That also involves a few changes and additions to the text, which most people would be happy enough to accept as long as they aren't extensive and don't distort Shakespeare's verse. It's a little worrying when the opening scene is prefaced with this production's Cassius explaining the community theatre side of things which, along with one or two meta-theatrical interruptions, creates a kind of framework that sets the play within a prison production of the play. Or perhaps a production that raises nascent tensions within the prison and rapidly gets out of hand until the warders pull the plug over the protests of the prisoners, which means that there are a few outbursts of modern vernacular in the production.

Essentially however it's still Shakespeare's text that has the greater role and impact. There are cuts introduced to bring it down to 2 hours, most notably Brutus's speech being largely truncated to soundbites (a reflection of the times we live in?), but it has to be said that it's a fascinating reading of the work that does place the characters in a very different light. Lloyd does well to give each of the roles distinct personalities (and differing regional accents help), and this has the effect of changing the dynamic of interaction between them. Harriet Walter's Brutus is pivotal here, not just in how this qualifies his/her relationship with Jackie Clune's Caesar or Martina Laird's Cassius, but significantly with Clare Dunne's fierce Portia, who morphs later quite alarmingly in her dual-role into Octavius Caesar.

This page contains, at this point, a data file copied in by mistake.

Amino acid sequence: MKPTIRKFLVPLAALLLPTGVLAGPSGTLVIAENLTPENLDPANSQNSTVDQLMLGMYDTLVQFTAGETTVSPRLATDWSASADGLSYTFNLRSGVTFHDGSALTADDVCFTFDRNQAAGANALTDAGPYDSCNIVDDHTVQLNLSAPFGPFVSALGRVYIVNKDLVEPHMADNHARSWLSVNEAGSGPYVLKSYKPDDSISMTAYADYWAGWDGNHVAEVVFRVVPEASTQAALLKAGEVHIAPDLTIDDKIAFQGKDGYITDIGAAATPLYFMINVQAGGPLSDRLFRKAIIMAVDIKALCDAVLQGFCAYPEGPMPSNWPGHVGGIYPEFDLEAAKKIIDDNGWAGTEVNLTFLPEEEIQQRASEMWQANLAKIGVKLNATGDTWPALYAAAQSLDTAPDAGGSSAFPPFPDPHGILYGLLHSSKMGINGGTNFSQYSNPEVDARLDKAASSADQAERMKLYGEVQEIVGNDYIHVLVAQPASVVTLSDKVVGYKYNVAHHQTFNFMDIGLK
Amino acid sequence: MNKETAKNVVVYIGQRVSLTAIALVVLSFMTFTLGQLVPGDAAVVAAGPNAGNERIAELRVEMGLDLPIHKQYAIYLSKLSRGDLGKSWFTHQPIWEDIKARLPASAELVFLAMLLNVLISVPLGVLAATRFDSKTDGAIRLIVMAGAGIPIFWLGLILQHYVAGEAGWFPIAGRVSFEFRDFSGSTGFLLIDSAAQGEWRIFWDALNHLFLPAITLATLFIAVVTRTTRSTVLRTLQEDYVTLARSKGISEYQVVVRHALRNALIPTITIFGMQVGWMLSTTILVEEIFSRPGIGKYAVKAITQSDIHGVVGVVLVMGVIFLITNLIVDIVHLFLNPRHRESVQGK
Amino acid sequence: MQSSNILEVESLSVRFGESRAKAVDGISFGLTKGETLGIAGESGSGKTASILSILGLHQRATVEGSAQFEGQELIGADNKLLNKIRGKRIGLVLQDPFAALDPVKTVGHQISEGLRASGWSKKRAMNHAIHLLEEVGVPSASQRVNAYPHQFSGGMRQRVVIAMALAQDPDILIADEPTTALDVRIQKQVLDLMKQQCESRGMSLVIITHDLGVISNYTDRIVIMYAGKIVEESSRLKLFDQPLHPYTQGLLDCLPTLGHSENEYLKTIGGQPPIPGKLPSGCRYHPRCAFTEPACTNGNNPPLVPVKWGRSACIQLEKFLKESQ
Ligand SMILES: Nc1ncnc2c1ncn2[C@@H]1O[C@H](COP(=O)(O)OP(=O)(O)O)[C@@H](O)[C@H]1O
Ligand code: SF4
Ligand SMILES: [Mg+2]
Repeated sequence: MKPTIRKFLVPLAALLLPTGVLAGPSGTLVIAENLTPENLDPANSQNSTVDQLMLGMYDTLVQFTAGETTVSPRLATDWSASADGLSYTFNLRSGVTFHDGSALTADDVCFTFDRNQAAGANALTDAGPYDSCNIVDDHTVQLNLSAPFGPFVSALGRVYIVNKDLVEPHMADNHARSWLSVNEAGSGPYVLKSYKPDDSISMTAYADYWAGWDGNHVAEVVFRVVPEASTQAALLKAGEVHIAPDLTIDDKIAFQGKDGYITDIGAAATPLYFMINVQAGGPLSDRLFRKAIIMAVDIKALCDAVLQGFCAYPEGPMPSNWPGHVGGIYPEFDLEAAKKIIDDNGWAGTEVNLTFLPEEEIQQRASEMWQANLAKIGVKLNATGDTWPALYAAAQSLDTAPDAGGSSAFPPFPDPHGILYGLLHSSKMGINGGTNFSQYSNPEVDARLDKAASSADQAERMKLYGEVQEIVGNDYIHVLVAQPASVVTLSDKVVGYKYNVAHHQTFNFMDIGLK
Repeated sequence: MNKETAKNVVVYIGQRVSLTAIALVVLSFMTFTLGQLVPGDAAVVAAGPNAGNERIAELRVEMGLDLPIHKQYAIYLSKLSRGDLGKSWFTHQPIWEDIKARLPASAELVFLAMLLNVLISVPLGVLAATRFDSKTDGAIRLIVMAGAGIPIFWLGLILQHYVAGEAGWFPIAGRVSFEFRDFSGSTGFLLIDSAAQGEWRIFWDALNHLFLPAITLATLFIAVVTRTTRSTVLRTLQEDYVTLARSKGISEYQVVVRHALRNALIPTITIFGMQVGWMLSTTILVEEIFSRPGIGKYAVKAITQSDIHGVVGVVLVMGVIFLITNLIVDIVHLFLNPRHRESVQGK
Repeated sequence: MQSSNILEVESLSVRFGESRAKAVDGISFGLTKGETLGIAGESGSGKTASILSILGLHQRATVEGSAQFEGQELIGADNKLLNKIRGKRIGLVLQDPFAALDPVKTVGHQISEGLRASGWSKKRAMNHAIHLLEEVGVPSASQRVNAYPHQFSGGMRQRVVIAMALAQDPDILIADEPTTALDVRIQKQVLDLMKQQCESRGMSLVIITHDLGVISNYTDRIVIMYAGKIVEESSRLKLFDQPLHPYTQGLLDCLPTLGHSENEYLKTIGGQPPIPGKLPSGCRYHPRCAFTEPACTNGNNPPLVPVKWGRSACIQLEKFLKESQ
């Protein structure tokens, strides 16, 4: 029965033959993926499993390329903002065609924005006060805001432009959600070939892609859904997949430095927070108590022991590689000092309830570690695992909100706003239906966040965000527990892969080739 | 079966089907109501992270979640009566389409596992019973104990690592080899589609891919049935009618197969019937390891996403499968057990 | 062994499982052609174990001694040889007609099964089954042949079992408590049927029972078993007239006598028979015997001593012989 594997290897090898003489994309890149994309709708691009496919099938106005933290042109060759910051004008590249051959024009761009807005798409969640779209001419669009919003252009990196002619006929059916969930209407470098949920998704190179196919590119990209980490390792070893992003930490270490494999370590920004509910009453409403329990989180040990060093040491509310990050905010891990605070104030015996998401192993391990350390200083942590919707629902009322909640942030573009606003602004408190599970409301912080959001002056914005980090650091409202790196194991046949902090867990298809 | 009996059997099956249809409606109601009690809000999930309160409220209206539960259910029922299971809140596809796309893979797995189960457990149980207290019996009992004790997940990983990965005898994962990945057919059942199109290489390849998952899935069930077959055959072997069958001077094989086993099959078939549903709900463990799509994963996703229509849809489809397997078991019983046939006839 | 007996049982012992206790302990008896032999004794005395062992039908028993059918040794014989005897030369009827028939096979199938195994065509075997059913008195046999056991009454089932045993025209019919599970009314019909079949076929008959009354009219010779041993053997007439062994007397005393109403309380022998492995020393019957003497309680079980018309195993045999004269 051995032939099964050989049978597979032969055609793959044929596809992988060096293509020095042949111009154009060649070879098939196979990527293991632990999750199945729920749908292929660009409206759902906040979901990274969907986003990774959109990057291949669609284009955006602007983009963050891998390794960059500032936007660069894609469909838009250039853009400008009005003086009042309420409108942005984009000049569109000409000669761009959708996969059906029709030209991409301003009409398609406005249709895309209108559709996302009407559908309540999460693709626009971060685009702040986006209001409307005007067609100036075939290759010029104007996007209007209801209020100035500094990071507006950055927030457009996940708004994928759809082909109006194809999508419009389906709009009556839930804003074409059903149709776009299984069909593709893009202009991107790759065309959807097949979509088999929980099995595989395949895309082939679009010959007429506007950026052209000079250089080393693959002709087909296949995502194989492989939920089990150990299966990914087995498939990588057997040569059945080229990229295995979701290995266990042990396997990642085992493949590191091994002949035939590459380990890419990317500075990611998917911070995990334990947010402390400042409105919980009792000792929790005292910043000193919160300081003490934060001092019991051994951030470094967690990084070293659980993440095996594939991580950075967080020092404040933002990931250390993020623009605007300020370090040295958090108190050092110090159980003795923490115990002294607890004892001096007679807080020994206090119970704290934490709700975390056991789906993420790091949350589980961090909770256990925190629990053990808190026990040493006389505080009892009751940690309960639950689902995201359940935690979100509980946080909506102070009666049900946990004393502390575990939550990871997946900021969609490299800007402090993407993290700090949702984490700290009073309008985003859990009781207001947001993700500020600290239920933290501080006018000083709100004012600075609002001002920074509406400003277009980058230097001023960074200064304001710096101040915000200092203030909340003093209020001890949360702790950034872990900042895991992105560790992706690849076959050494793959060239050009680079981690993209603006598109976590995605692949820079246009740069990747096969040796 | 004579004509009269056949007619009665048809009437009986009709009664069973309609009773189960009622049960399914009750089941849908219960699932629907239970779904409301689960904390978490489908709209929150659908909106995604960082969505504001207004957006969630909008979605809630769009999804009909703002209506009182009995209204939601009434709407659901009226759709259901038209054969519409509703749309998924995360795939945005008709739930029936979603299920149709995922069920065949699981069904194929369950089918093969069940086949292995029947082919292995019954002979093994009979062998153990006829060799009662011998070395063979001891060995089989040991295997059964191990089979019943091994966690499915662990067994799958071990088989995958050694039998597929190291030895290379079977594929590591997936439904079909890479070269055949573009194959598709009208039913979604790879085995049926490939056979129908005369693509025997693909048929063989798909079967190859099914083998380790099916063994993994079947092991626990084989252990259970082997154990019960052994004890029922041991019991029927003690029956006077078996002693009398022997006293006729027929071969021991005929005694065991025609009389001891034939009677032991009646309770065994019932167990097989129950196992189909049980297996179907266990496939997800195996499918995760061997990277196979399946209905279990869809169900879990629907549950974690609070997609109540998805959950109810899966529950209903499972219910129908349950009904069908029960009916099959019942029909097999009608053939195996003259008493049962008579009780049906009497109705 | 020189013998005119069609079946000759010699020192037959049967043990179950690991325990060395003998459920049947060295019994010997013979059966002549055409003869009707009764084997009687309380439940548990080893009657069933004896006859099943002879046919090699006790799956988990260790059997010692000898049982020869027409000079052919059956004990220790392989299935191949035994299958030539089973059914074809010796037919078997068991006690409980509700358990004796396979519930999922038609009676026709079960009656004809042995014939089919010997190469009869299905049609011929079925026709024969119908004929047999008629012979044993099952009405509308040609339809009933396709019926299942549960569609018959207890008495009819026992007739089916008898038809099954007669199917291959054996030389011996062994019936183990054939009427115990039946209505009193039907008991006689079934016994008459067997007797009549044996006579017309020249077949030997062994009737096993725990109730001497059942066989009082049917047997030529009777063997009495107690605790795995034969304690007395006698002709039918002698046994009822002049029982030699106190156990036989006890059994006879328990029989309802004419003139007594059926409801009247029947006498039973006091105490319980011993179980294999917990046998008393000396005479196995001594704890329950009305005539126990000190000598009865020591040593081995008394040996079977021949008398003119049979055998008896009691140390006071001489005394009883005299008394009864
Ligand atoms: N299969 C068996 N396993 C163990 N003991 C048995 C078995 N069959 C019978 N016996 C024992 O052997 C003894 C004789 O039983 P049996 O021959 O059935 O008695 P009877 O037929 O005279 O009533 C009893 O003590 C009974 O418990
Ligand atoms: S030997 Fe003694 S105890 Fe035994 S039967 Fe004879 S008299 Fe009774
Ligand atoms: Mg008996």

There's a lot to reconsider there, and the intimacy of the prison yard set (recreated in the round at King's Cross in 2016 for the live film recording) really enhances the intensity of those performances. The production seethes with repressed violence, the augurs are shown as nightmarish visions, which alongside Caesars ghost and Portia's ghost also here, the subsequent military campaign after Caesar's death and the speeches descend into almost into an abstraction of madness, underscored by a rock drummer and loud guitar. It's utterly electrifying, occasionally frustrating and annoying, but by closing down the momentous history drama to focus on the human drama in a contained smaller scale environment, Phyllida Lloyd's production does seem to capture some of the political and populist heat of the moment in a very human way.

The first Phyllida Lloyd's all-female trilogy of all-female productions at the Donmar (alongside Henry IV and The Tempest), the filmed version of Julius Caesar is released on DVD by Opus Arte. The DVD is in NTSC format and region-free for worldwide distribution and compatibility, and it looks and sounds impressive, the image clear and well-lit, with Dolby Digital 2.0 and 5.1 sound options. There are a good selection of extra features that cover the intentions and approach to the play with contributions from Phyllida Lloyd and the actors. There's also a full-length director's commentary and a booklet with an introduction by Phyllida Lloyd, a synopsis and a look at Roman history of this period by Robert Harris.